Style Style, n. [OE. stile, F. style, Of. also stile, L. stilus a style or writing instrument, manner or writing, mode of expression; probably for stiglus, meaning, a pricking instrument, and akin to E. stick. See {Stick}, v. t., and cf. {Stiletto}. The spelling with y is due to a supposed connection with Gr. ? a pillar.] 1. An instrument used by the ancients in writing on tablets covered with wax, having one of its ends sharp, and the other blunt, and somewhat expanded, for the purpose of making erasures by smoothing the wax. [1913 Webster]

2. Hence, anything resembling the ancient style in shape or use. Specifically: [1913 Webster] (a) A pen; an author's pen. --Dryden. [1913 Webster] (b) A sharp-pointed tool used in engraving; a graver. [1913 Webster] (c) A kind of blunt-pointed surgical instrument. [1913 Webster] (d) (Zo["o]l.) A long, slender, bristlelike process, as the anal styles of insects. [1913 Webster] (e) [Perhaps fr. Gr. ? a pillar.] The pin, or gnomon, of a dial, the shadow of which indicates the hour. See {Gnomon}. [1913 Webster] (f) [Probably fr. Gr. ? a pillar.] (Bot.) The elongated part of a pistil between the ovary and the stigma. See Illust. of {Stamen}, and of {Pistil}. [1913 Webster]

3. Mode of expressing thought in language, whether oral or written; especially, such use of language in the expression of thought as exhibits the spirit and faculty of an artist; choice or arrangement of words in discourse; rhetorical expression. [1913 Webster]

High style, as when that men to kinges write. --Chaucer. [1913 Webster]

Style is the dress of thoughts. --Chesterfield. [1913 Webster]

Proper words in proper places make the true definition of style. --Swift. [1913 Webster]

It is style alone by which posterity will judge of a great work. --I. Disraeli. [1913 Webster]

4. Mode of presentation, especially in music or any of the fine arts; a characteristic of peculiar mode of developing in idea or accomplishing a result. [1913 Webster]

The ornamental style also possesses its own peculiar merit. --Sir J. Reynolds. [1913 Webster]

5. Conformity to a recognized standard; manner which is deemed elegant and appropriate, especially in social demeanor; fashion. [1913 Webster]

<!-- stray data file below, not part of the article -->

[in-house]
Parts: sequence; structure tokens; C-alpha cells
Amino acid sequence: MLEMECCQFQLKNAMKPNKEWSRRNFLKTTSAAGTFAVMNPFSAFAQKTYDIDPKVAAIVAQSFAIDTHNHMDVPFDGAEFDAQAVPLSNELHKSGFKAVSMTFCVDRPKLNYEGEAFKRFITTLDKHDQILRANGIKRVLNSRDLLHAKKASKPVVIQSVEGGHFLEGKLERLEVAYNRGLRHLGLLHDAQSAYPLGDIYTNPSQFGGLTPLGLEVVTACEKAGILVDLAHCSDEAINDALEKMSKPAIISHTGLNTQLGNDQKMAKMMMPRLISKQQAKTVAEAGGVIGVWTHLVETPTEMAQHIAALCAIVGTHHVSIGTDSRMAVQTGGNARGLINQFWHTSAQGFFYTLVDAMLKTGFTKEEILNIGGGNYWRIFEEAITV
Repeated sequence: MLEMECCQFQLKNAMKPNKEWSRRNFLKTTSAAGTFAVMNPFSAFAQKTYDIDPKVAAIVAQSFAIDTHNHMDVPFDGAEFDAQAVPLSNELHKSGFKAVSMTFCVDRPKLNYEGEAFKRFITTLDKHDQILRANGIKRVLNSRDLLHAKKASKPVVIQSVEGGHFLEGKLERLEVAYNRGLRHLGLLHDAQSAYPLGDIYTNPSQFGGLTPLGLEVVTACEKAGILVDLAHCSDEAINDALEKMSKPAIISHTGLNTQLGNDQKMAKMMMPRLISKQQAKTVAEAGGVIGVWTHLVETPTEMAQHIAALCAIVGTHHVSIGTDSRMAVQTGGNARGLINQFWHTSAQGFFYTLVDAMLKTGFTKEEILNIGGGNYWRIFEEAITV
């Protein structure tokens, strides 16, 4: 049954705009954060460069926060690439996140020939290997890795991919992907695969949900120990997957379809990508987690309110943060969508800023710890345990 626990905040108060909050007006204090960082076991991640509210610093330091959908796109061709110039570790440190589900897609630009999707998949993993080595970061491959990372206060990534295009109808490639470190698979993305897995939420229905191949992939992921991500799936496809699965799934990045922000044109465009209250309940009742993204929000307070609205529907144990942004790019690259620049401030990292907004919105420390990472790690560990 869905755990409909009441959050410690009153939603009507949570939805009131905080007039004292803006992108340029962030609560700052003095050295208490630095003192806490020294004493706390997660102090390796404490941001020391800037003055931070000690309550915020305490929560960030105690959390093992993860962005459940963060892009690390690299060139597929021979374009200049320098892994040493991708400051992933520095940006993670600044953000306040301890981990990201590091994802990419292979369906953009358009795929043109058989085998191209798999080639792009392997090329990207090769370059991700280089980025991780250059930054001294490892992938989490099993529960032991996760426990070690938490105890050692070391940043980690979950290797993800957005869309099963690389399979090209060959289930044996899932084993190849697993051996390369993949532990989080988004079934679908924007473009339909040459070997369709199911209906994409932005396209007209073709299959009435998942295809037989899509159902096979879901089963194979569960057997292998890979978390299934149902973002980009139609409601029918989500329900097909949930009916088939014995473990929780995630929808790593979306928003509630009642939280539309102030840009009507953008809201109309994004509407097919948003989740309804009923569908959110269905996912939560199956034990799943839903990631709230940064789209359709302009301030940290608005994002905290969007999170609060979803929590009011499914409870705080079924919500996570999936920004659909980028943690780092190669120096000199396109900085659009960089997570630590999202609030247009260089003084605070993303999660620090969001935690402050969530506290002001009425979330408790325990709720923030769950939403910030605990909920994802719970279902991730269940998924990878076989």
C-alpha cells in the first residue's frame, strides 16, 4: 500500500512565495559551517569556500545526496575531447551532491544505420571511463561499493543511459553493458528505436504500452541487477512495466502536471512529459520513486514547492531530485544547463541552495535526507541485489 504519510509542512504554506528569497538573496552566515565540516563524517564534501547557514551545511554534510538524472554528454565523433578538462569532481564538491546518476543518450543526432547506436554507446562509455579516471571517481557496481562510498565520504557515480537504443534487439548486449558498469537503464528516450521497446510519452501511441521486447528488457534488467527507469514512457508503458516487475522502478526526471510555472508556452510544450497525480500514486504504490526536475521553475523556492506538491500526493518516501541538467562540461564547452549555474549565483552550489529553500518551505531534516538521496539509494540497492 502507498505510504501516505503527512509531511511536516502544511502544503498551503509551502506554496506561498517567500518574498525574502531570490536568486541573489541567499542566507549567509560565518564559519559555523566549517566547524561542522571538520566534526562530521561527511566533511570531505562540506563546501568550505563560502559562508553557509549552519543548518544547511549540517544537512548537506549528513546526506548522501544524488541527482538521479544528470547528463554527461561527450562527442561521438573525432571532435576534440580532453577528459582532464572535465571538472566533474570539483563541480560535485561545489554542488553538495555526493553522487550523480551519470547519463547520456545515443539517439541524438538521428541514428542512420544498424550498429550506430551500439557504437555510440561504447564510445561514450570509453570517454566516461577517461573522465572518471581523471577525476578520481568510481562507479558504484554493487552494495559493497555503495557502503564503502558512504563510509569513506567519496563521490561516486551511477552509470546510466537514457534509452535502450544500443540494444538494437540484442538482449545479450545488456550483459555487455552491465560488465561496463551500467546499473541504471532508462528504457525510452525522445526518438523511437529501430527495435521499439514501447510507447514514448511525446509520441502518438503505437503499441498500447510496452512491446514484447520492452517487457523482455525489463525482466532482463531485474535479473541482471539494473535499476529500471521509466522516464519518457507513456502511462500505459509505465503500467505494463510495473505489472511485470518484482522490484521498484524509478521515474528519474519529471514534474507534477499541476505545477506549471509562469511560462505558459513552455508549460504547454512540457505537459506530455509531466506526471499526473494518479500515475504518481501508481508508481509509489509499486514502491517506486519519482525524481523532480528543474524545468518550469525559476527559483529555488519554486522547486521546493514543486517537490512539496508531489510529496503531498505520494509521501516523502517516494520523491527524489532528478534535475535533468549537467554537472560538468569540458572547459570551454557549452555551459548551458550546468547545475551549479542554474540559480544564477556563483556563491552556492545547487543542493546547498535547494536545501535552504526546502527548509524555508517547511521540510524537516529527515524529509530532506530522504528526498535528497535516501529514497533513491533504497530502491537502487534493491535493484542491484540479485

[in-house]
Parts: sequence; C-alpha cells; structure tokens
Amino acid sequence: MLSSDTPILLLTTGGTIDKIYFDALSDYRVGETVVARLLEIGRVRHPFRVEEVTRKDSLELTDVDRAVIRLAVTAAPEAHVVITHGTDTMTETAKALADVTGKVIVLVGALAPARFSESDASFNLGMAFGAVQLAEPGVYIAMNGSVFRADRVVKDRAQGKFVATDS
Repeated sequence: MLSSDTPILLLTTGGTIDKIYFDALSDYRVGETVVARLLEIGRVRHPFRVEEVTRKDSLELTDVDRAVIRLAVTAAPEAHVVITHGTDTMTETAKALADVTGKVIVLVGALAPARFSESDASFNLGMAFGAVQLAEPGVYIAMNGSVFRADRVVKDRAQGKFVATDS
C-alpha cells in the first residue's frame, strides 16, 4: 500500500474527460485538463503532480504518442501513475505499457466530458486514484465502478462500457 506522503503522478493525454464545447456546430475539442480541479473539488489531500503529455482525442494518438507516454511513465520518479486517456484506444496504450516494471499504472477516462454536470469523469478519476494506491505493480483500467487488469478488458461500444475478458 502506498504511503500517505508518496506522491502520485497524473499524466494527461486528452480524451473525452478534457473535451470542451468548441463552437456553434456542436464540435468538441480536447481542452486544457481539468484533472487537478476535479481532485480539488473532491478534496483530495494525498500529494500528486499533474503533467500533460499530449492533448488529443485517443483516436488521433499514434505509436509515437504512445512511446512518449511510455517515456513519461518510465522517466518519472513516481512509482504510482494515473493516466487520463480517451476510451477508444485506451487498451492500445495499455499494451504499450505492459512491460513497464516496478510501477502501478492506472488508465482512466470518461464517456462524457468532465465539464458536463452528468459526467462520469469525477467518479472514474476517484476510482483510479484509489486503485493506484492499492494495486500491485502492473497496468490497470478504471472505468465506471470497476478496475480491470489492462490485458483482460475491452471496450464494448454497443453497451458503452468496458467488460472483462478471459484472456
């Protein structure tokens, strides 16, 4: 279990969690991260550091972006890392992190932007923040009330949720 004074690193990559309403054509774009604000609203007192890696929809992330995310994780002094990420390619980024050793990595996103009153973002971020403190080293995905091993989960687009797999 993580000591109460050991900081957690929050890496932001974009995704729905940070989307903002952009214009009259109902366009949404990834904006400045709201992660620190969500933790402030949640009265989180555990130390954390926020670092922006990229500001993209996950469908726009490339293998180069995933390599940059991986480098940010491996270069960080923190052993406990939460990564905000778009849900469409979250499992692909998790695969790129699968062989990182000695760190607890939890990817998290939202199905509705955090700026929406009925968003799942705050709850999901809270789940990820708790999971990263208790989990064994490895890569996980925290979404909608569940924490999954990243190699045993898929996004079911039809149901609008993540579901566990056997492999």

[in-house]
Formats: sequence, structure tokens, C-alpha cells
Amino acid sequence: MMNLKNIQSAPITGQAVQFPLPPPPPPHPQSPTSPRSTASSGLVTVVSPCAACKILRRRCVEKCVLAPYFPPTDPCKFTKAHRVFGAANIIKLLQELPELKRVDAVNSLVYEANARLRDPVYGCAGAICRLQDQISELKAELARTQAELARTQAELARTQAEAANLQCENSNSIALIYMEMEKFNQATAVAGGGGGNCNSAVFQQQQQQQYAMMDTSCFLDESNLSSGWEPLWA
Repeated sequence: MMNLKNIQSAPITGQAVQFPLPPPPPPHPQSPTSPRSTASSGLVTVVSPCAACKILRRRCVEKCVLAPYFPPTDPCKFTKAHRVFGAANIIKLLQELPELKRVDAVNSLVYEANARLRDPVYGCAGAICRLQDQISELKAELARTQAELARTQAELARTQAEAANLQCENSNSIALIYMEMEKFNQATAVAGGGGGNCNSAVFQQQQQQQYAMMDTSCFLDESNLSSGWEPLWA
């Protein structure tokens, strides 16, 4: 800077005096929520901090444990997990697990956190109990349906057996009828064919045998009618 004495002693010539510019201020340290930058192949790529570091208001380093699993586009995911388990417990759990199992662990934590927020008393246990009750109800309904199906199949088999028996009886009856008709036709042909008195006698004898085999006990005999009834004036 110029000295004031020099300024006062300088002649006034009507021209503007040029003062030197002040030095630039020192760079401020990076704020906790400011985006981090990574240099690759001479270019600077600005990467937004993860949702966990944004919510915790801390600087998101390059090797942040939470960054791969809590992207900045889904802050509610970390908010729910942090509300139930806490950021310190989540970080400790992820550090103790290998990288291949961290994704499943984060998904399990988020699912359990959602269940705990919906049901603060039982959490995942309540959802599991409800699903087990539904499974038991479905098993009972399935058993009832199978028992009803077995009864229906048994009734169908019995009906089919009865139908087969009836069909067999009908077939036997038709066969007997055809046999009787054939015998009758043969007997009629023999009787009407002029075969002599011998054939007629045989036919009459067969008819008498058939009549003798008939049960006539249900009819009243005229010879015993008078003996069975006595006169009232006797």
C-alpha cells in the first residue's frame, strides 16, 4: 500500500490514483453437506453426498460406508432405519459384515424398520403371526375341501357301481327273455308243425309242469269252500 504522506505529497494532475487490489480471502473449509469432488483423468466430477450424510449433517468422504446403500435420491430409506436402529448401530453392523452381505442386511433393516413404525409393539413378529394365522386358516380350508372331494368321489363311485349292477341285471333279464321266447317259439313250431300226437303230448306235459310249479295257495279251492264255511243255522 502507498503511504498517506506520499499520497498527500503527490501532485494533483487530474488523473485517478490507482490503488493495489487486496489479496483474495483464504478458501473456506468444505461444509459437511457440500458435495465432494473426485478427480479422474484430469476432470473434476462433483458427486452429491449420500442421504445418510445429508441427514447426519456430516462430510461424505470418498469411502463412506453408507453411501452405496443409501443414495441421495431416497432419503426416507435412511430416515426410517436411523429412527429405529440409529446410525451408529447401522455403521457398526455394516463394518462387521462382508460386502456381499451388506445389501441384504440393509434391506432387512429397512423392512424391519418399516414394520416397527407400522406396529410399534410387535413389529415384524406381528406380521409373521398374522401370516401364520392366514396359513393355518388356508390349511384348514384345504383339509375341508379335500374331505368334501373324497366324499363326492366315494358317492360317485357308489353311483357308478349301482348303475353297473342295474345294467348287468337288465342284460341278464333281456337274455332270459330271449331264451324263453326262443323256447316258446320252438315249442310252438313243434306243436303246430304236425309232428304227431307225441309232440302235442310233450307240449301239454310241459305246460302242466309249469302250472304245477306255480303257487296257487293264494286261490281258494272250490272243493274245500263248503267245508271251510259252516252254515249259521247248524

According to the usual style of dedications. --C. Middleton. [1913 Webster]

6. Mode or phrase by which anything is formally designated; the title; the official designation of any important body; mode of address; as, the style of Majesty. [1913 Webster]

One style to a gracious benefactor, another to a proud, insulting foe. --Burke. [1913 Webster]

7. (Chron.) A mode of reckoning time, with regard to the Julian and Gregorian calendars. [1913 Webster]

Note: Style is Old or New. The Old Style follows the Julian manner of computing the months and days, or the calendar as established by Julius C[ae]sar, in which every fourth year consists of 366 days, and the other years of 365 days. This is about 11 minutes in a year too much. Pope Georgy XIII. reformed the calendar by retrenching 10 days in October, 1582, in order to bring back the vernal equinox to the same day as at the time of the Council of Nice, a. d. 325. This reformation was adopted by act of the British Parliament in 1751, by which act 11 days in September, 1752, were retrenched, and the third day was reckoned the fourteenth. This mode of reckoning is called New Style, according to which every year divisible by 4, unless it is divisible by 100 without being divisible by 400, has 366 days, and any other year 365 days. [1913 Webster]

{Style of court}, the practice or manner observed by a court in its proceedings. --Ayliffe. [1913 Webster]

Syn: Diction; phraseology; manner; course; title. See {Diction}. [1913 Webster]

The Collaborative International Dictionary of English. 2000.


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